As a neuroscientist I feel compelled to rebut some of your points. First off, please do not conflate what a small, highly-suspect company like Alcor is offering with what is possible in principle if the scientific and medical community were to start research in earnest. I started the Brain Preservation Prize as a challenge to Alcor and other such companies to 'put up or shut up', challenging them to show that their methods preserve the synaptic circuitry of the brain. After five years they have been unable to meet our prize requirements even when their methods were tested (by a third party) under ideal laboratory conditions. Out of respect for loved ones I will not comment on any particular case, but it is clear from online case reports that their actual results are often far worse than the laboratory prepared tissue we imaged. Speaking personally, I wish that all such companies would stop offering services until, at a minimum, they demonstrate in an animal model that their methods and procedures are effective at preserving ultrastructure across the entire brain. By offering unproven brain preservation methods for a fee they are effectively making it impossible for mainstream scientists to engage in civil discussion on the topic.
Unlike you however, I do think that cryonics and other brain preservation methods are worthy of serious scientific research today. First off, the cryobiology research laboratory 21st Century Medicine has published papers showing that half millimeter thick rat and rabbit hippocampal slices can be loaded with cryoprotectant, vitrified solid at -130 degrees C, stored for months, rewarmed, washed free of cryoprotectant, and still show electrophysiological viability and long term synaptic potentiation. They have so far been unable to demonstrate such results for an intact rodent brain - unlike the in vitro slice preparation, perfusing the cryoprotectant through the brain's vasculature results in osmotic dehydration of the tissue.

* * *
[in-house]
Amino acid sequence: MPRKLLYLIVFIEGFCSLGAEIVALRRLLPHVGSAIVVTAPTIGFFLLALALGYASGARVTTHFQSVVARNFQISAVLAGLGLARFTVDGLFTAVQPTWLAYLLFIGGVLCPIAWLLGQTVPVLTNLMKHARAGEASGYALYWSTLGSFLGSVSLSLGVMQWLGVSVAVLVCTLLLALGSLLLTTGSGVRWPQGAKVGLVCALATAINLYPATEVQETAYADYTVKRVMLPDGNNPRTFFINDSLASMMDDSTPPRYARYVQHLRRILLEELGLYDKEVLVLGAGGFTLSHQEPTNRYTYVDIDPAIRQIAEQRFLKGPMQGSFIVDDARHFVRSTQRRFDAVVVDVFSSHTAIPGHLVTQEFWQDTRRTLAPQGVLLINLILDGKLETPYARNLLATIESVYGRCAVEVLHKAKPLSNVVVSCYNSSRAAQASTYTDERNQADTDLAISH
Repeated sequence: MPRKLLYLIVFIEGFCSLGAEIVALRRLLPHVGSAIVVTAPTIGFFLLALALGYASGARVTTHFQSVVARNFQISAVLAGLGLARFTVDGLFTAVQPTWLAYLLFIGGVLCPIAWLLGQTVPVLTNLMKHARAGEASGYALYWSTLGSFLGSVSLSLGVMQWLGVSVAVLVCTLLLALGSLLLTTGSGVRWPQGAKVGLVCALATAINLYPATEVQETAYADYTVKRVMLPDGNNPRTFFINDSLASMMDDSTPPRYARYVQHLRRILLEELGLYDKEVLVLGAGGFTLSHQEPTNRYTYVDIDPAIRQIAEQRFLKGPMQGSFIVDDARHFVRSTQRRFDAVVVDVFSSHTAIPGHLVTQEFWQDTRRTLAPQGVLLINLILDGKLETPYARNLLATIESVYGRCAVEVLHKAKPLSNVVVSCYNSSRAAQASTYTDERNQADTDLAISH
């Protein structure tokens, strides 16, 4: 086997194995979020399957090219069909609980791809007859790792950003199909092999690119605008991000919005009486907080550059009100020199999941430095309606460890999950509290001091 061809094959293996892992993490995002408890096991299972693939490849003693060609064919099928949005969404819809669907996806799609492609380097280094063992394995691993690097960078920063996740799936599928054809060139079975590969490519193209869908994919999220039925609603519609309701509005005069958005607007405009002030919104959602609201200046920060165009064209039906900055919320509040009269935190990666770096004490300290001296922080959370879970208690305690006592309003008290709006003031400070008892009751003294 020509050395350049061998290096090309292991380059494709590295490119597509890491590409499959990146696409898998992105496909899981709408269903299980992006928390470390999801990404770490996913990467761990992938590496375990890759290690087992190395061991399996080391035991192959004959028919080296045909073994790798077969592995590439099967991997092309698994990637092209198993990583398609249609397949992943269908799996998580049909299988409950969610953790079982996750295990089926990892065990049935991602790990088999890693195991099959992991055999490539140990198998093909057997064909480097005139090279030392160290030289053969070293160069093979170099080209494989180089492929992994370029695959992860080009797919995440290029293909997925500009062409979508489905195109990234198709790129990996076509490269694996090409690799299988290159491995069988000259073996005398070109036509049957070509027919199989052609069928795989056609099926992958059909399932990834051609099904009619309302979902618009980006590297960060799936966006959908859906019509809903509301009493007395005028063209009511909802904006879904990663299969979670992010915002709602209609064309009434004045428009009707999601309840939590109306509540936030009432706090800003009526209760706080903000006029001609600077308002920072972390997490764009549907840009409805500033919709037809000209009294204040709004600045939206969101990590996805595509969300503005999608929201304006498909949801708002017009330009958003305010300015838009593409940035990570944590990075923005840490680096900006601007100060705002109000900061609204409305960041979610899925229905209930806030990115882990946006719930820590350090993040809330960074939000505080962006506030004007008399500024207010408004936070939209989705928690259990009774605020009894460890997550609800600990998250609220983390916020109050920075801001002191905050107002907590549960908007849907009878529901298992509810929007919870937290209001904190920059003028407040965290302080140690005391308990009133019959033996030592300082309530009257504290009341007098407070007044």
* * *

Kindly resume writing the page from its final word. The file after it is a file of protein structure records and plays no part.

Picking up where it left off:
However, this same research group now has a paper in press showing that such osmotic dehydration can be avoided if the brain's vasculature is perfused with glutaraldehyde prior to cryoprotectant solution. Their paper reports high quality ultrastructure preservation across whole intact rabbit and pig brains even after being stored below -130 degrees C. I have personally acquired 10x10x10nm resolution FIB-SEM stacks from regions of these "Aldehyde Stabilized Cryopreserved" brains and have verified traceability of the neuronal processes and crispness of synaptic details. Considering these two results together, it seems at least plausible that further research might uncover a way to avoid osmotic dehydration without the need to resort to fixative perfusion, resulting in an intact brain as well preserved as the viable hippocampal slices. Even if glutaraldehyde remains a necessity, this Aldehyde Stabilized Cryopreservation process appears capable of preserving the structural details of synaptic connectivity (the connectome) of an entire large mammalian brain in a state (vitrified solid at -130 degrees C) that could last unchanged for centuries.